Let us now pray: Church mortgage delinquencies on the rise

Sounds like it might be time to pass the hat again. Many churches are having trouble paying their debts. Bloomberg recently profiled the Evangelical Christian Credit Union, which has written some $3 billion worth of church mortgages over the past ten years. Unfortunately, the combination of payments that rise when rates adjust and less money to make those payments is hitting churches hard, and many of them are defaulting. Roughly 145 churches have had to declare bankruptcy because they couldn't make their mortgage payments.

Evangelical Christian's percentage of delinquencies has doubled since 2007. The company steered its clients into commercial mortgages that were similar to the deals many Americans struck on their home loans, with lower initial payments that would balloon after a period of years. Many of these institutions refinanced in order to expand or renovate their facilities. At the time, this arrangement was a cheaper way for churches to access money than holding bond sales; in addition, churches were often approved to borrow more money than they could have raised via more traditional -- and perhaps less risky -- methods.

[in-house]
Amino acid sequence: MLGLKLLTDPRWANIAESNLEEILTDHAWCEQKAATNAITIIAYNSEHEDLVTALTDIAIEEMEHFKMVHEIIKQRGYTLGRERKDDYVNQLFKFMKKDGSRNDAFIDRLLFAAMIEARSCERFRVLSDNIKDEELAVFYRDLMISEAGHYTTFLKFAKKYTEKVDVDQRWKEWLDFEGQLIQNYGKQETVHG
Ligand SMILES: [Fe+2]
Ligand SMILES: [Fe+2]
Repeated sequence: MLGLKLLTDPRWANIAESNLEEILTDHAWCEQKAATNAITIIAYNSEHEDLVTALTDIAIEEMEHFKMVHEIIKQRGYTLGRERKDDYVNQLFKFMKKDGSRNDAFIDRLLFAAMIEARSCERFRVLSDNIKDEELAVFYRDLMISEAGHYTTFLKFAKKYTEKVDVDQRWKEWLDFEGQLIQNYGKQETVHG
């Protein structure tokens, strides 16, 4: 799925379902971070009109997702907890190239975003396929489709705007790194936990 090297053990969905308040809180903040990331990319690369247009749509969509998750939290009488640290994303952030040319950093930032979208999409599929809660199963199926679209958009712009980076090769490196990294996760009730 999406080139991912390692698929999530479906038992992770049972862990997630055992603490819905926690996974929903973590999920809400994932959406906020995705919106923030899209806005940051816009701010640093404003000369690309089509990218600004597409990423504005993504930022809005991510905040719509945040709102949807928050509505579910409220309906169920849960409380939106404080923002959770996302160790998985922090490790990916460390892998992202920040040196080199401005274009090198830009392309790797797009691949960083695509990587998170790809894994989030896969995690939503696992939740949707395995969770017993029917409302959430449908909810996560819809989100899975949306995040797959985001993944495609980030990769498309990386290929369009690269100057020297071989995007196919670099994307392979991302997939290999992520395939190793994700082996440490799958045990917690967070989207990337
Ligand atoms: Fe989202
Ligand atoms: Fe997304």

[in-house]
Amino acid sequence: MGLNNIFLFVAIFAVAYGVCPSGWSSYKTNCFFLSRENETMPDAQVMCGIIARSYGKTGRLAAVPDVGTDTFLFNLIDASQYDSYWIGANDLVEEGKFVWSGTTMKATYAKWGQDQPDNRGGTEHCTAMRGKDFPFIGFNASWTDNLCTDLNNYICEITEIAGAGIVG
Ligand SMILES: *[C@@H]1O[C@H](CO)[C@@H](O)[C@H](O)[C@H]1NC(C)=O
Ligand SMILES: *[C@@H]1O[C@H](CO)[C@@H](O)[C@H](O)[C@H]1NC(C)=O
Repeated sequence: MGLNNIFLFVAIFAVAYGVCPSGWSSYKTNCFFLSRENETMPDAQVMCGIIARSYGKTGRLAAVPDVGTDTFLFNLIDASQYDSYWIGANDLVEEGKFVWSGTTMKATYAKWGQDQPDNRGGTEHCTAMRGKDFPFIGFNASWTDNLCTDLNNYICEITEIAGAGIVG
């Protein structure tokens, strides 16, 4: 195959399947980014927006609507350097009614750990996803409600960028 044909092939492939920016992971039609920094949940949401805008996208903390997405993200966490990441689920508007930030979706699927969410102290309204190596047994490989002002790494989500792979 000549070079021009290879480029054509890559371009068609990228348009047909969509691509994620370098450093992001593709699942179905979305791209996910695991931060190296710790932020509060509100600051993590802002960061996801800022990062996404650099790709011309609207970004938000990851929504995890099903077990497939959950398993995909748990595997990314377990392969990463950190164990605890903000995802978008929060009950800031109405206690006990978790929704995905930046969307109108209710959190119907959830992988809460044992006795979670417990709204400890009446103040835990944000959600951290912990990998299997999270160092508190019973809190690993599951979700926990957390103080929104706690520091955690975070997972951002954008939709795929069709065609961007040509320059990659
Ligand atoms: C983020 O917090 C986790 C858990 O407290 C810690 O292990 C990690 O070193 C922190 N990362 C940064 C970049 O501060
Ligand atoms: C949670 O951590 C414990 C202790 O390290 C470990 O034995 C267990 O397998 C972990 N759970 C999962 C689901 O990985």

Unfortunately, when those monthly payments came due, churches -- like homeowners -- couldn't refinance because of the credit crunch and were stuck with the higher bills. Since many parishioners are in the same boat, houses of worship can't rely on increased donations to help make up for the shortfall.

Previously, churches had been considered a very safe bet for lenders, but now one analyst cited by Bloomberg said church foreclosures are at a 20-year high. For its part, Evangelical Christian says its finances are healthy in spite of the uptick in foreclosures.

Some might say that the real losers in all of this are the parishioners of all those financially-troubled churches.
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